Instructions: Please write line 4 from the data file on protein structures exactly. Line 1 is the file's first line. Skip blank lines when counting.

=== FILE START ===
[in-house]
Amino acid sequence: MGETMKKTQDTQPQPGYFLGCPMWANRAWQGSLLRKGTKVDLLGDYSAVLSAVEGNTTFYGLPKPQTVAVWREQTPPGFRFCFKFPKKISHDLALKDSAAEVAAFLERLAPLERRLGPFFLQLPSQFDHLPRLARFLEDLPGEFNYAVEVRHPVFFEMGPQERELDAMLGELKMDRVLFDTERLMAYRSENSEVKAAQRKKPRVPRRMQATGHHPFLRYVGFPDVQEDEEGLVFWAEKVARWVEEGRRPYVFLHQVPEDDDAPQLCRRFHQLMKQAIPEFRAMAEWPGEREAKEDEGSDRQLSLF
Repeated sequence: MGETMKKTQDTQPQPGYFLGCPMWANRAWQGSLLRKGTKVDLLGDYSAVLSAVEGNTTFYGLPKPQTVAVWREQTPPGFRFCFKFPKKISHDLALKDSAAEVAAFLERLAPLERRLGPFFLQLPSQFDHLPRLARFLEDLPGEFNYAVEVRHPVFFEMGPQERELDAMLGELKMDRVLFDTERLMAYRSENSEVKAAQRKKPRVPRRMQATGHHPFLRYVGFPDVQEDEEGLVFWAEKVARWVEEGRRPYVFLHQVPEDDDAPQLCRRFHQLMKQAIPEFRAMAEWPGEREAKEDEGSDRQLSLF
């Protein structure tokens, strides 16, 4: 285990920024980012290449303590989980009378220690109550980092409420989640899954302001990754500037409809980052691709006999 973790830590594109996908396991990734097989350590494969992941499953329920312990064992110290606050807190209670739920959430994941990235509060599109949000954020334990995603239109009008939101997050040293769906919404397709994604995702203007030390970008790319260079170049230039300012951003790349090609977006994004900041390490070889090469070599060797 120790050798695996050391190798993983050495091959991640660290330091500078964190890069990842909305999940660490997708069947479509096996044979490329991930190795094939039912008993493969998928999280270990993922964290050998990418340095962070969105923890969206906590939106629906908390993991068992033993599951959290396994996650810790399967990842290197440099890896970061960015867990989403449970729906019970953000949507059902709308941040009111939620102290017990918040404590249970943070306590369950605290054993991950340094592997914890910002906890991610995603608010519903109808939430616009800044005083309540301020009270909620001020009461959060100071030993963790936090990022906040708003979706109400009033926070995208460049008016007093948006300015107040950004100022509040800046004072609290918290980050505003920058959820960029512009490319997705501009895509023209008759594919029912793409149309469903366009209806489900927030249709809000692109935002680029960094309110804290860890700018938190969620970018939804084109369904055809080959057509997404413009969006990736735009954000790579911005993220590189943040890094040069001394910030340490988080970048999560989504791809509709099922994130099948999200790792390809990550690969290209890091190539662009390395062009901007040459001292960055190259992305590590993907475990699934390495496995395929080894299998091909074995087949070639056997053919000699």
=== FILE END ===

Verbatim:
């Protein structure tokens, strides 16, 4: 285990920024980012290449303590989980009378220690109550980092409420989640899954302001990754500037409809980052691709006999 973790830590594109996908396991990734097989350590494969992941499953329920312990064992110290606050807190209670739920959430994941990235509060599109949000954020334990995603239109009008939101997050040293769906919404397709994604995702203007030390970008790319260079170049230039300012951003790349090609977006994004900041390490070889090469070599060797 120790050798695996050391190798993983050495091959991640660290330091500078964190890069990842909305999940660490997708069947479509096996044979490329991930190795094939039912008993493969998928999280270990993922964290050998990418340095962070969105923890969206906590939106629906908390993991068992033993599951959290396994996650810790399967990842290197440099890896970061960015867990989403449970729906019970953000949507059902709308941040009111939620102290017990918040404590249970943070306590369950605290054993991950340094592997914890910002906890991610995603608010519903109808939430616009800044005083309540301020009270909620001020009461959060100071030993963790936090990022906040708003979706109400009033926070995208460049008016007093948006300015107040950004100022509040800046004072609290918290980050505003920058959820960029512009490319997705501009895509023209008759594919029912793409149309469903366009209806489900927030249709809000692109935002680029960094309110804290860890700018938190969620970018939804084109369904055809080959057509997404413009969006990736735009954000790579911005993220590189943040890094040069001394910030340490988080970048999560989504791809509709099922994130099948999200790792390809990550690969290209890091190539662009390395062009901007040459001292960055190259992305590590993907475990699934390495496995395929080894299998091909074995087949070639056997053919000699």